Future technologies for glaucoma diagnosis
The next 40 years is likely to see advances in the diagnosis of glaucoma using technologies that are now in their infancy
David Garway-Heath MD
The next 40 years is likely to see advances in the diagnosis of glaucoma using technologies that are now in their infancy, said Prof David F. Garway-Heath, UCL NIHR Biomedical Research Centre at Moorfields Eye Hospital and UCL Institute of Ophthalmology.
“The future is exciting, with advances in miniaturisation and mobile technology, advances in perimetry and imaging, machine learning to better interpret the data from these devices, and also in developing biomarkers to identify patients with glaucoma or more susceptible to glaucoma,” Prof Garway-Heath told the 14th European Glaucoma Society Congress.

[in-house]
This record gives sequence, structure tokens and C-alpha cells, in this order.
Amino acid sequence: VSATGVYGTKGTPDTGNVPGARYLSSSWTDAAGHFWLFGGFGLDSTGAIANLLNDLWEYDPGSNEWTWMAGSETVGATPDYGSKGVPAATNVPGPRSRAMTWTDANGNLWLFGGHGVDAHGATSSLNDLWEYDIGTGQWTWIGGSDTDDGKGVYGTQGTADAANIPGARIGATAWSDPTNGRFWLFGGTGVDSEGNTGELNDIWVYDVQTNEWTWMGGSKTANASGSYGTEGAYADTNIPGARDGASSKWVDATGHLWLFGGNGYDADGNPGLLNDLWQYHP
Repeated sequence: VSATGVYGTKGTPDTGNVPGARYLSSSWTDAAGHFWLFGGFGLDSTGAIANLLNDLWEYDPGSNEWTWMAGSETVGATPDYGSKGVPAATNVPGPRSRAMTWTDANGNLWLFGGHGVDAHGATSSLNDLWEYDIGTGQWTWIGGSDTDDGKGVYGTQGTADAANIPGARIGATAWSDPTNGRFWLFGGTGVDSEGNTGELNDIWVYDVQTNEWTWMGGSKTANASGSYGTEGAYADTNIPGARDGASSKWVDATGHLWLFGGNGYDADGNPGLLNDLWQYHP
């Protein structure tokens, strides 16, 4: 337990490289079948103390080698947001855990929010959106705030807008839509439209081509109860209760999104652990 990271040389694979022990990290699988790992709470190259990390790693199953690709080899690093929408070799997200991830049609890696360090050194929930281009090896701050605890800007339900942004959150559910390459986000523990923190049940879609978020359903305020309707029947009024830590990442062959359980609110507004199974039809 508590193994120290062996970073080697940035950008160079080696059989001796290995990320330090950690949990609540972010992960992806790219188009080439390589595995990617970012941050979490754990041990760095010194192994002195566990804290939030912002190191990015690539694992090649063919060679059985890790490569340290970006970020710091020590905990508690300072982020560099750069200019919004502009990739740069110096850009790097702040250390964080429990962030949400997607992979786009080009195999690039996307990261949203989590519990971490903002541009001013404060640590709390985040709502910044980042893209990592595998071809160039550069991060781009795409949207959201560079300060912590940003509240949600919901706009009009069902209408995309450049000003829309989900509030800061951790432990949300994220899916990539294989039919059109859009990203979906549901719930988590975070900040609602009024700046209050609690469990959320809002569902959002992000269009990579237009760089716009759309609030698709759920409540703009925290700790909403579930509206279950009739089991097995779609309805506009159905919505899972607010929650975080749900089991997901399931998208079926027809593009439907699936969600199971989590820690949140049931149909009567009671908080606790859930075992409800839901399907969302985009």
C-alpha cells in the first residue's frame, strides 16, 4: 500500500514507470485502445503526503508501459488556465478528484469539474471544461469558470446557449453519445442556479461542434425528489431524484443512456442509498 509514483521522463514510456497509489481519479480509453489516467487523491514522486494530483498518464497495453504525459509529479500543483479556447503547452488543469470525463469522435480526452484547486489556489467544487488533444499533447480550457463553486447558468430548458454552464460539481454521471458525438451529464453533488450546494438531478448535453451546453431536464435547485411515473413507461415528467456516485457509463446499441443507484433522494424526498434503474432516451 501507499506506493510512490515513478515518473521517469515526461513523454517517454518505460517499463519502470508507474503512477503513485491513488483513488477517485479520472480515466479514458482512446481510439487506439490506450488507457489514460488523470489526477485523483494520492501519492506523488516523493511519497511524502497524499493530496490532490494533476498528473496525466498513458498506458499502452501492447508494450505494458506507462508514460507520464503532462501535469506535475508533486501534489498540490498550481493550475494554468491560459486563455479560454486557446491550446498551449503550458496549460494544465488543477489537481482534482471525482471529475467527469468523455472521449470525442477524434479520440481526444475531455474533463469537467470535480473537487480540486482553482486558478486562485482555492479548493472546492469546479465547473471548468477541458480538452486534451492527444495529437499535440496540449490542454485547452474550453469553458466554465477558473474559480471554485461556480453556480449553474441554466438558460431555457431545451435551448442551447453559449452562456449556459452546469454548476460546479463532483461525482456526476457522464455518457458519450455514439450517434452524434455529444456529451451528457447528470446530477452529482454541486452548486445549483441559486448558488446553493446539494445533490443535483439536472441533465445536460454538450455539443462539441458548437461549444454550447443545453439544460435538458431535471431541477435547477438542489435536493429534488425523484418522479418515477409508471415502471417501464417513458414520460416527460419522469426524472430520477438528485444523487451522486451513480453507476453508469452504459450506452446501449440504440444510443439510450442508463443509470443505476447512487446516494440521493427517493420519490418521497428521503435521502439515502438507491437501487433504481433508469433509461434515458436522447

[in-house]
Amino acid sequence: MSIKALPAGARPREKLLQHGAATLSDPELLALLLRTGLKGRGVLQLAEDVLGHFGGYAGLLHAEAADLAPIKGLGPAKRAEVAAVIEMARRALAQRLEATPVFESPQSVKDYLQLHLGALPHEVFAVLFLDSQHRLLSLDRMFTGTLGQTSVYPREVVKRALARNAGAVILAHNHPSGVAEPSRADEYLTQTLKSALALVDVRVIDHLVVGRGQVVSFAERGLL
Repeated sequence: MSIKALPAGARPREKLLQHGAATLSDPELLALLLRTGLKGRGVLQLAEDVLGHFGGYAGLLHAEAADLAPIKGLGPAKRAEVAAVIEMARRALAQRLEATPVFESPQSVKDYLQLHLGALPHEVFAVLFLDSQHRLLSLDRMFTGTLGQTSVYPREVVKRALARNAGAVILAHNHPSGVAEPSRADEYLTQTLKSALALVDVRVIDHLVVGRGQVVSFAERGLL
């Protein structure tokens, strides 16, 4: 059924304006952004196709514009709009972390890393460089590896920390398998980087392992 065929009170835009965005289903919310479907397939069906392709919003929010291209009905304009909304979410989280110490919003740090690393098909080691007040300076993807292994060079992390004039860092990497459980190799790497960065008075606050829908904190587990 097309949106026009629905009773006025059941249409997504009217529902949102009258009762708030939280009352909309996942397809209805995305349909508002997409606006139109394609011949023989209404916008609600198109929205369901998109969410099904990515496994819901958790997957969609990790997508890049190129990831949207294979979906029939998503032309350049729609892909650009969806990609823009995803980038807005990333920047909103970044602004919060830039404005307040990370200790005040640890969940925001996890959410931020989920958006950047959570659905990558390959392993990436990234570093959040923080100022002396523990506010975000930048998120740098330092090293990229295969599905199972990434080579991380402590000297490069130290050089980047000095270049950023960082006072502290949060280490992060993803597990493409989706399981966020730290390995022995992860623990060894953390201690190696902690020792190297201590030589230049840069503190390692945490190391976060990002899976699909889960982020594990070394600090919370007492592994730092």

He noted that records going back 30 years show a consistent pattern of a portion of cases being missed until they are at a late stage of disease, showing the need for better case-finding. New approaches under investigation in case-finding include the use of technology to measure functional changes through observation of patients’ gaze behaviour, and portable binocular OCT devices. Other approaches include the use of biomarkers, which might enable the detection of glaucoma with a blood-test.
In terms of diagnosis, advances are in progress in the stimuli used in perimetry devices, which may be more specific in identifying glaucoma. The coming decades are also likely to see more precision in the correlation between structural changes and functional changes in glaucoma. The current advances in software processing for imaging devices are also likely to continue, enabling clearer visualisation of changes in the optic nerve head.
Some of the new technologies now for the diagnosis and monitoring of glaucoma include metabolic imaging, with two-photon imaging with an ultrafast pulsing laser that can target particular molecules in the retina, new means of detecting mitochondrial dysfunction as a biomarker for glaucoma susceptibility and many new approaches to visual function testing, such as the use of virtual reality.